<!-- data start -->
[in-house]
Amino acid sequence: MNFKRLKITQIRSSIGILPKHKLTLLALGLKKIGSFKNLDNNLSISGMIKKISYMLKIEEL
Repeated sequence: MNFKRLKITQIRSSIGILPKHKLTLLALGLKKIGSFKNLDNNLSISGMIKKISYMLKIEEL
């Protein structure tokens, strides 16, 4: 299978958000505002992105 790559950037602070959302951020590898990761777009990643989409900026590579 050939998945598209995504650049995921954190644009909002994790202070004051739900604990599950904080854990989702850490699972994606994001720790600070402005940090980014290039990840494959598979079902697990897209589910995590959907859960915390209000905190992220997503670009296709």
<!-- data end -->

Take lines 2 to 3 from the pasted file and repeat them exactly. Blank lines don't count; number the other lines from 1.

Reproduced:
Amino acid sequence: MNFKRLKITQIRSSIGILPKHKLTLLALGLKKIGSFKNLDNNLSISGMIKKISYMLKIEEL
Repeated sequence: MNFKRLKITQIRSSIGILPKHKLTLLALGLKKIGSFKNLDNNLSISGMIKKISYMLKIEEL